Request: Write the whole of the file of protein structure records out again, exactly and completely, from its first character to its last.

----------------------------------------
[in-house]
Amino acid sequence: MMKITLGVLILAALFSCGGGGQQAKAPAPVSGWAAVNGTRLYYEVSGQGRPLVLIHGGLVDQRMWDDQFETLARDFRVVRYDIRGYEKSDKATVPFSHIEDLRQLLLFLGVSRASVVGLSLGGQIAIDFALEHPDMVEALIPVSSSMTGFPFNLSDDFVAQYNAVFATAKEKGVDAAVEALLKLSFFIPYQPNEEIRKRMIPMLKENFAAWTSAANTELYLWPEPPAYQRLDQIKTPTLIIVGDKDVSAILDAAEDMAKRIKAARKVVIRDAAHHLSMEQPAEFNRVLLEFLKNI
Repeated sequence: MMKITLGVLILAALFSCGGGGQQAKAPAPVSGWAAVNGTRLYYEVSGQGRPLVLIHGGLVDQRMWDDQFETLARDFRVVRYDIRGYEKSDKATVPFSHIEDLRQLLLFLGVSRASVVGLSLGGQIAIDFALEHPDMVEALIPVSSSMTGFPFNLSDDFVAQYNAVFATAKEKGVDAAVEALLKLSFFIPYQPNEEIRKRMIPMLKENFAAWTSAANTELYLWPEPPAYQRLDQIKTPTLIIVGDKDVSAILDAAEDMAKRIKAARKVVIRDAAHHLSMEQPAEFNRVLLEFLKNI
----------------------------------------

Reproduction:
[in-house]
Amino acid sequence: MMKITLGVLILAALFSCGGGGQQAKAPAPVSGWAAVNGTRLYYEVSGQGRPLVLIHGGLVDQRMWDDQFETLARDFRVVRYDIRGYEKSDKATVPFSHIEDLRQLLLFLGVSRASVVGLSLGGQIAIDFALEHPDMVEALIPVSSSMTGFPFNLSDDFVAQYNAVFATAKEKGVDAAVEALLKLSFFIPYQPNEEIRKRMIPMLKENFAAWTSAANTELYLWPEPPAYQRLDQIKTPTLIIVGDKDVSAILDAAEDMAKRIKAARKVVIRDAAHHLSMEQPAEFNRVLLEFLKNI
Repeated sequence: MMKITLGVLILAALFSCGGGGQQAKAPAPVSGWAAVNGTRLYYEVSGQGRPLVLIHGGLVDQRMWDDQFETLARDFRVVRYDIRGYEKSDKATVPFSHIEDLRQLLLFLGVSRASVVGLSLGGQIAIDFALEHPDMVEALIPVSSSMTGFPFNLSDDFVAQYNAVFATAKEKGVDAAVEALLKLSFFIPYQPNEEIRKRMIPMLKENFAAWTSAANTELYLWPEPPAYQRLDQIKTPTLIIVGDKDVSAILDAAEDMAKRIKAARKVVIRDAAHHLSMEQPAEFNRVLLEFLKNI